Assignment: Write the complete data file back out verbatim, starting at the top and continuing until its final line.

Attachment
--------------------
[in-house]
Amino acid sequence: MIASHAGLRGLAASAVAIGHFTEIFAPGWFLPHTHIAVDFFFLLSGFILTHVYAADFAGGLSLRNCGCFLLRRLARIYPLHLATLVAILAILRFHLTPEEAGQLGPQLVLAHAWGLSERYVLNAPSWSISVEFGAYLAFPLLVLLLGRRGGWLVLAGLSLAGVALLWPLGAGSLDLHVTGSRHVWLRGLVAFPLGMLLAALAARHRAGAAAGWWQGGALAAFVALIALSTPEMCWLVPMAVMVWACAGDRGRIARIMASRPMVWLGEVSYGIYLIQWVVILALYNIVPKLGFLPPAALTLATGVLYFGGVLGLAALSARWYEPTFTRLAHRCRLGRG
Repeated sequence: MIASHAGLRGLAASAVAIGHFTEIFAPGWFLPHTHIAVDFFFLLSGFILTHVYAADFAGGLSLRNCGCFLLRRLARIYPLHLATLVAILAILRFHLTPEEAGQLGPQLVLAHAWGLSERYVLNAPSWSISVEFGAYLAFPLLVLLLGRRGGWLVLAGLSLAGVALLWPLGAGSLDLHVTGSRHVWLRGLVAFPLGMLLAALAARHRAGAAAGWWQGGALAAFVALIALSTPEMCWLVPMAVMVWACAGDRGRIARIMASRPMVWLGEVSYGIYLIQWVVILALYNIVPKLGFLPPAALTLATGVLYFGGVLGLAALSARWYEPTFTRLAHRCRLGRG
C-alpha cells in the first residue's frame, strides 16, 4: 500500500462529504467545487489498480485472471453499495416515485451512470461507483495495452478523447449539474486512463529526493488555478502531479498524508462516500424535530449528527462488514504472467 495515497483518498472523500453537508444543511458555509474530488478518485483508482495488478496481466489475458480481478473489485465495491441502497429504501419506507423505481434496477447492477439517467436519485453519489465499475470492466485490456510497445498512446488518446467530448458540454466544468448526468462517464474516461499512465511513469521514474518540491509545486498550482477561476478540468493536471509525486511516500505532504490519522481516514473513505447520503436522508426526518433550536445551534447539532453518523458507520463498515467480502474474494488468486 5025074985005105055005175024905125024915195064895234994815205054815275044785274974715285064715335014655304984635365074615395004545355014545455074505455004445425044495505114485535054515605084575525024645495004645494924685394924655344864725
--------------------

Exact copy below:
[in-house]
Amino acid sequence: MIASHAGLRGLAASAVAIGHFTEIFAPGWFLPHTHIAVDFFFLLSGFILTHVYAADFAGGLSLRNCGCFLLRRLARIYPLHLATLVAILAILRFHLTPEEAGQLGPQLVLAHAWGLSERYVLNAPSWSISVEFGAYLAFPLLVLLLGRRGGWLVLAGLSLAGVALLWPLGAGSLDLHVTGSRHVWLRGLVAFPLGMLLAALAARHRAGAAAGWWQGGALAAFVALIALSTPEMCWLVPMAVMVWACAGDRGRIARIMASRPMVWLGEVSYGIYLIQWVVILALYNIVPKLGFLPPAALTLATGVLYFGGVLGLAALSARWYEPTFTRLAHRCRLGRG
Repeated sequence: MIASHAGLRGLAASAVAIGHFTEIFAPGWFLPHTHIAVDFFFLLSGFILTHVYAADFAGGLSLRNCGCFLLRRLARIYPLHLATLVAILAILRFHLTPEEAGQLGPQLVLAHAWGLSERYVLNAPSWSISVEFGAYLAFPLLVLLLGRRGGWLVLAGLSLAGVALLWPLGAGSLDLHVTGSRHVWLRGLVAFPLGMLLAALAARHRAGAAAGWWQGGALAAFVALIALSTPEMCWLVPMAVMVWACAGDRGRIARIMASRPMVWLGEVSYGIYLIQWVVILALYNIVPKLGFLPPAALTLATGVLYFGGVLGLAALSARWYEPTFTRLAHRCRLGRG
C-alpha cells in the first residue's frame, strides 16, 4: 500500500462529504467545487489498480485472471453499495416515485451512470461507483495495452478523447449539474486512463529526493488555478502531479498524508462516500424535530449528527462488514504472467 495515497483518498472523500453537508444543511458555509474530488478518485483508482495488478496481466489475458480481478473489485465495491441502497429504501419506507423505481434496477447492477439517467436519485453519489465499475470492466485490456510497445498512446488518446467530448458540454466544468448526468462517464474516461499512465511513469521514474518540491509545486498550482477561476478540468493536471509525486511516500505532504490519522481516514473513505447520503436522508426526518433550536445551534447539532453518523458507520463498515467480502474474494488468486 5025074985005105055005175024905125024915195064895234994815205054815275044785274974715285064715335014655304984635365074615395004545355014545455074505455004445425044495505114485535054515605084575525024645495004645494924685394924655344864725